UK's NHS spent $150M for radiology outsourcing in 2017

A new radiologist workforce report issued by the Royal College of Radiologists (RCR) for 2017 noted that the U.K.’s National Health Service (NHS) spent $150 million (£116 million) to outsource patient scans in response to the shortage of radiologists.

“The scale of the crisis in radiologist staffing cannot be overstated,” said radiologist and RCR president Nicola Strickland, MD. “Diagnostic and interventional radiology is fundamental to so much of the NHS—from getting a proper diagnosis to planning surgery to cancer care and trauma management. The fabric of medical and surgical care will collapse unless more is done to increase the number of home-grown radiologists.”

The most notable finding in the report is that outsourcing costs have doubled in three years in the U.K. from $74 million (£58 million) to $149 million (£116 million).

“The NHS bill for outsourcing scans continues to soar because imaging departments are run ragged, without enough trained radiologists to handle the spiraling workload,” Strickland said. “The irony is that the amount spent on overtime scan reporting and contracting scans out last year would pay for more than enough fully qualified, in-house radiologists, if only the money were allocated to train them.”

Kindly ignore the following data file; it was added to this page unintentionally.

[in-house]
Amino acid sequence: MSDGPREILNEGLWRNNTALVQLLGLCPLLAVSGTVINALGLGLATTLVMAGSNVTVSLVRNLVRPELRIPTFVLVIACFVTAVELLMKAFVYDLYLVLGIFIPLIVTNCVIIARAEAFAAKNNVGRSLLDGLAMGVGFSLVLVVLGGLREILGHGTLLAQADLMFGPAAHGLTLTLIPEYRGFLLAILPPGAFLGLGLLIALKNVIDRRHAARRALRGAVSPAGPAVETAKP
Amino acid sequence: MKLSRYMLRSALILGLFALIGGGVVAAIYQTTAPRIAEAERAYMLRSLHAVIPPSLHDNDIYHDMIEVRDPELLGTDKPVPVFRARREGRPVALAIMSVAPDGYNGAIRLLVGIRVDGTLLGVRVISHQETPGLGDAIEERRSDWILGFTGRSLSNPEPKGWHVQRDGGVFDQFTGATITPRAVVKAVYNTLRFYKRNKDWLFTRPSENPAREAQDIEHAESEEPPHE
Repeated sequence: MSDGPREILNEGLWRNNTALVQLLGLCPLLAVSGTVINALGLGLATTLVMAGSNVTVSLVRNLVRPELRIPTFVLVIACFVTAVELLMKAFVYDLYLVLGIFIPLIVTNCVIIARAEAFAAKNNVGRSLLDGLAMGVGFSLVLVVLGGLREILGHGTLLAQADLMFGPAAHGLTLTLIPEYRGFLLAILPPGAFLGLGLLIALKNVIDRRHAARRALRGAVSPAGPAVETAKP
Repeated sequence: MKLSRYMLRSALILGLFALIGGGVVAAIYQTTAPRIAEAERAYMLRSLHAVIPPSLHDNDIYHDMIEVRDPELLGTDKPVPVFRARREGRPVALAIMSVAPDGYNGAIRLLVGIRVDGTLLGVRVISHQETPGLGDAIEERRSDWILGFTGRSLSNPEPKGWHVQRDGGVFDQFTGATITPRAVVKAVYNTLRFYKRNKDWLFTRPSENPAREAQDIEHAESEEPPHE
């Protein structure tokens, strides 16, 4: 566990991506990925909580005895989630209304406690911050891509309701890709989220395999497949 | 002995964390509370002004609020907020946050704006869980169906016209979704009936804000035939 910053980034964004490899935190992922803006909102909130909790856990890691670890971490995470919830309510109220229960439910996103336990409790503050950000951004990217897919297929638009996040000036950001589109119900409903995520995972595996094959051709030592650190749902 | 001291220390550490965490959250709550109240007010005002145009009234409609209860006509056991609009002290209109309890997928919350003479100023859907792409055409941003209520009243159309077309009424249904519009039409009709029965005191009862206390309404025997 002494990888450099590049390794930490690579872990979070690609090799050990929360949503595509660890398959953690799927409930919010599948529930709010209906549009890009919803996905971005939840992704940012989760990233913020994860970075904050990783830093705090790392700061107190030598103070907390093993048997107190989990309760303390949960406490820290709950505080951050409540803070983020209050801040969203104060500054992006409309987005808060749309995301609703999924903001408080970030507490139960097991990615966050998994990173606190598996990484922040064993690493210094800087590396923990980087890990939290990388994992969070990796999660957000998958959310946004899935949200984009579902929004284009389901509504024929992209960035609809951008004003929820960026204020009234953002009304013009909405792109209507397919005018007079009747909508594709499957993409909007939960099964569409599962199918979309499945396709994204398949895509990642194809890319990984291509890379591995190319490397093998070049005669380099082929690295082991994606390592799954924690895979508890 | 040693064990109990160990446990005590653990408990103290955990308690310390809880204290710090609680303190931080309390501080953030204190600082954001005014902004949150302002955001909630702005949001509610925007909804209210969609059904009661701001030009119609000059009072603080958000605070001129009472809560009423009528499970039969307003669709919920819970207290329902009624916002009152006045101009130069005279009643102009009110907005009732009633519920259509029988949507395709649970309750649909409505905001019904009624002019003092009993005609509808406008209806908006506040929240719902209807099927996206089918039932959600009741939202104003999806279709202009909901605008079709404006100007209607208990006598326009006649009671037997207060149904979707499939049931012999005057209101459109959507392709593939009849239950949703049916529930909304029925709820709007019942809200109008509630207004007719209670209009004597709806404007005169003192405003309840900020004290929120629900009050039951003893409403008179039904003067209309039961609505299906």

By 2022, the report stated, there will be a shortage of at least 1,600 radiologists. The U.K. currently needs more than 1,000 full-time diagnostic radiologists to fill vacancies to keep up with the workload, which rose by 30 percent between 2012 and 2017.

The greatest increase in overtime outsourcing costs in the U.K. came from in England—from $60 million (£47 million) to $127 million (£99 million).

Retaining the current radiology workforce is key. Employers, Strickland said, must focus on working conditions and flexibility. Additionally, they need funding for more trainees to combat the current staffing crisis.

“Radiology is a very popular medical specialty for young doctors—we have four applications for every trainee post,” Strickland concluded. “We know many hospital imaging departments desperately want to train up more radiologists, but they need health bosses to stump up the money needed to fund those trainees.”